Best grappler: There are several good choices here depending on your aesthetic and taste. Pedro Munhoz is a no-gi champion and probably has the best pure grappling credentials, Niklas Backstrom is a Swedish submission wrestling champ with a truly awesome top game (he soundly outgrappled a legit world champion and Grand Master of Combat Sambo, Sergej Grecicho), and Georgi Karakhanyan has a deep and wicked submission repertoire, but I’m partial to the MMA-specific stylings of Jim Alers. His brand of seamlessly integrated ground striking, positional improvements, and submissions in transition is a fine representative of the future of MMA grappling.

Best blending of skills: Bektic is a strong candidate and Alers puts things together beautifully, but I think this crown has to go to Aljamain Sterling. Every aspect of his game blends together seamlessly, and he transitions beautifully from phase to phase.

Best power: On the feet, it’s probably Justin Gaethje, whose punches send his opponents flying like something out of a cartoon. On the ground, it’s unquestionably Mirsad Bektic, who throws strikes at the rate and with the power of a particularly angry and relentless jackhammer.

Best athlete: Without measurables like the NFL combine, you have to rely on the visual evidence, which is inherently subjective. The easy answer is Cejudo – he was a gold medalist, after all – but no prospect I watched jumped off the screen the way that Sheymon Moraes did: he consistently makes his opponents look like they’re standing still. Another sneaky choice would be Mansour Barnaoui, who gets more elevation on his jumping knees than just about anybody I’ve ever seen.

Most upside: Mirsad Bektic, Aljamain Sterling, Sheymon Moraes, Mansour Barnaoui, and Walter Gahadza.

Signed to the UFC: Tanaka, Munhoz, Rhodes, and Sterling. The recently signed Yosdenis Cedeno was one of the honorable mentions.

Signed to WSOF: Mocco, Newell, Glenn, Karakhanyan, Spong, M. Moraes, Palmer, and Gaethje.

Signed to Bellator: None.

Ready for the UFC right now: Santos, Emeev, Glenn, Karakhanyan, Alers, M. Moraes, and Gaethje. I can’t for the life of me understand why Santos and Alers haven’t received an offer; neither has anything left to prove at the regional level.

Safe picks: Lance Palmer, Pedro Munhoz, Marlon Moraes, and Justin Gaethje.

Risky picks: Walter Gahadza, Mansour Barnaoui, Niklas Backstrom, and Henry Cejudo. Gahadza has massive potential but comes from an unproven camp, Barnaoui does literally zero self-promotion, and Backstrom’s failure to maintain an active schedule has led to him falling off promoters’ radars. A matchmaker for a large regional organization expressed those concerns about Backstrom to me, and I buy his assessment. As Cejudo’s last fight in Legacy demonstrated, it’s hard to tell precisely how seriously he’s taking his career as a fighter.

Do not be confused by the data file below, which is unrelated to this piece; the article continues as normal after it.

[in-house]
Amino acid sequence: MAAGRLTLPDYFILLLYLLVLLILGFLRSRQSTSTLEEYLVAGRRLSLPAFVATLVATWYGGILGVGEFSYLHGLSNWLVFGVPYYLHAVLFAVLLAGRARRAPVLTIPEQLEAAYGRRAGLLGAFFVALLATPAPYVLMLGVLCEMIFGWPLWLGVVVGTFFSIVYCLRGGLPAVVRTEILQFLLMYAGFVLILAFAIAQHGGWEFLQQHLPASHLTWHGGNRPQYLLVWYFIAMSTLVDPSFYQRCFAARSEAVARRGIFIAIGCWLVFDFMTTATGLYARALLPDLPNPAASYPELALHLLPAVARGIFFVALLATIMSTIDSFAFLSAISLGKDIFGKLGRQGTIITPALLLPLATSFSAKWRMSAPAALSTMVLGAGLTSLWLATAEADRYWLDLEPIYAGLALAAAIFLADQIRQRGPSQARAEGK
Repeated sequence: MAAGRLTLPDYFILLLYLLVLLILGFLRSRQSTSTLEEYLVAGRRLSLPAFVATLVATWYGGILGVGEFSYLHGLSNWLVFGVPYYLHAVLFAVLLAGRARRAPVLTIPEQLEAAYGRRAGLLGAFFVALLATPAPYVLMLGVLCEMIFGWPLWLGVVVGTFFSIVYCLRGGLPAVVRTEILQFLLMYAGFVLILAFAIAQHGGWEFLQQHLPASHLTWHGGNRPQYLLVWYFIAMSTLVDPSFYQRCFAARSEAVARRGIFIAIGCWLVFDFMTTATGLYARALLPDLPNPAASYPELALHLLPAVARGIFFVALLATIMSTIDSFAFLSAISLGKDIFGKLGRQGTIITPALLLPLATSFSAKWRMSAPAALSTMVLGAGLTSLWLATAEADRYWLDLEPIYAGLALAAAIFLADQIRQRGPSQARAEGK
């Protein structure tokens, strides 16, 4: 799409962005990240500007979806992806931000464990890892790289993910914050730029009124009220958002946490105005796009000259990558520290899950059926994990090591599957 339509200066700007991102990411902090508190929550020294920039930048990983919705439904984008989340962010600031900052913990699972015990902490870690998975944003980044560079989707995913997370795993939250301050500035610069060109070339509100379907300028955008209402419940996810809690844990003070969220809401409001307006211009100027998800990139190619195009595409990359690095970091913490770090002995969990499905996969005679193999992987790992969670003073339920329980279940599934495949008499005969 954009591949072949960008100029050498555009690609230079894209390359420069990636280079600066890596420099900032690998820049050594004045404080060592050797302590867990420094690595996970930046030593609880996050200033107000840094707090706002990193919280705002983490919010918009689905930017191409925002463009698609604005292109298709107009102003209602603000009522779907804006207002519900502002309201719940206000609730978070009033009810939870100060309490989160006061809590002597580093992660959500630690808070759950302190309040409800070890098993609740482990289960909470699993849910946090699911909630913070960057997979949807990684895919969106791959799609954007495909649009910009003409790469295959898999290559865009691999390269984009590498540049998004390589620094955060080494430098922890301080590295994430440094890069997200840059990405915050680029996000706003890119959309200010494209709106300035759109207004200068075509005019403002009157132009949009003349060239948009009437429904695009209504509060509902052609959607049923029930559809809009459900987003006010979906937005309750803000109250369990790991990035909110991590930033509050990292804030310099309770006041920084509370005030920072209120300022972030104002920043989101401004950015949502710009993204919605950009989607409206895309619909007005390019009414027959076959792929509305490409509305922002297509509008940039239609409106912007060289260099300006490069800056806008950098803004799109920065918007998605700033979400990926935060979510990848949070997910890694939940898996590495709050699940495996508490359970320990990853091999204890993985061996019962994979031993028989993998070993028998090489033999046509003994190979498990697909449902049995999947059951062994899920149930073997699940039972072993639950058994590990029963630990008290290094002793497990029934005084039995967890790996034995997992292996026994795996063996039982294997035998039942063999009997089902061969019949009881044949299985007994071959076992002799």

Scouting prospects, regardless of the sport, is an inherently imprecise proposition. t’s even more uncertain for MMA: video can be nonexistent or of poor quality, record-keeping is inconsistent, and information is hard to come by or of uncertain veracity. This is also a sport with a brief history of methodical scouting and even less in the way of analytical rigor applied to those methods. I don’t expect to be right about every fighter on this list: in fact, I assume that I’ll miss on at least a third of them, and there will probably be one or two guys who never even fight again. However, in combination with the data I gathered during my investigation of Leland and Smoogy’s report, I do expect to be able to improve my methods as this project continues over the next year. Thanks for reading along, and keep your eyes peeled for future updates.

Questions? Comments? Sound off and I’ll do my best to answer.

The articles:

Revisiting the World MMA Scouting Report

Honorable Mentions and Methods

25-23: Steve Mocco, Michinori Tanaka, and Nick Newell

22-20: Max Nunes, Gleristone Santos, and Walter Gahadza

19-18: Ramazan Emeev and Rick Glenn

17-16: Georgi Karakhanyan and Jim Alers

15-14: Tyrone Spong and Marlon Moraes

13-12: Mansour Barnaoui and Islam Makhachev

11: Niklas Backstrom

10: Sheymon Moraes

9: Marif Piraev

8: Pedro Munhoz

7: Mike Rhodes

6: Henry Cejudo

5: Lance Palmer

4: Thomas de Almeida

3: Justin Gaethje

2: Aljamain Sterling

1: Mirsad Bektic

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Patrick Wyman